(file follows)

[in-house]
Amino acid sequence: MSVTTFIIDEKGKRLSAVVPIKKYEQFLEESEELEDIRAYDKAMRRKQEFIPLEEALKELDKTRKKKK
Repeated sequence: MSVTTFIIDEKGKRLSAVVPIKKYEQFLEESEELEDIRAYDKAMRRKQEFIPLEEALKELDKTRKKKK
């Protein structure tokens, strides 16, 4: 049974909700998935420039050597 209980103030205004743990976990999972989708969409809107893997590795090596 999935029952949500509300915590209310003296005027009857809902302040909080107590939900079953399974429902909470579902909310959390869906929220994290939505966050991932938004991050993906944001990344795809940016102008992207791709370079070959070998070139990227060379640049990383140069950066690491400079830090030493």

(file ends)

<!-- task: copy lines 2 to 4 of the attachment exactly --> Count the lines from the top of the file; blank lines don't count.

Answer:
Amino acid sequence: MSVTTFIIDEKGKRLSAVVPIKKYEQFLEESEELEDIRAYDKAMRRKQEFIPLEEALKELDKTRKKKK
Repeated sequence: MSVTTFIIDEKGKRLSAVVPIKKYEQFLEESEELEDIRAYDKAMRRKQEFIPLEEALKELDKTRKKKK
């Protein structure tokens, strides 16, 4: 049974909700998935420039050597 209980103030205004743990976990999972989708969409809107893997590795090596 999935029952949500509300915590209310003296005027009857809902302040909080107590939900079953399974429902909470579902909310959390869906929220994290939505966050991932938004991050993906944001990344795809940016102008992207791709370079070959070998070139990227060379640049990383140069950066690491400079830090030493």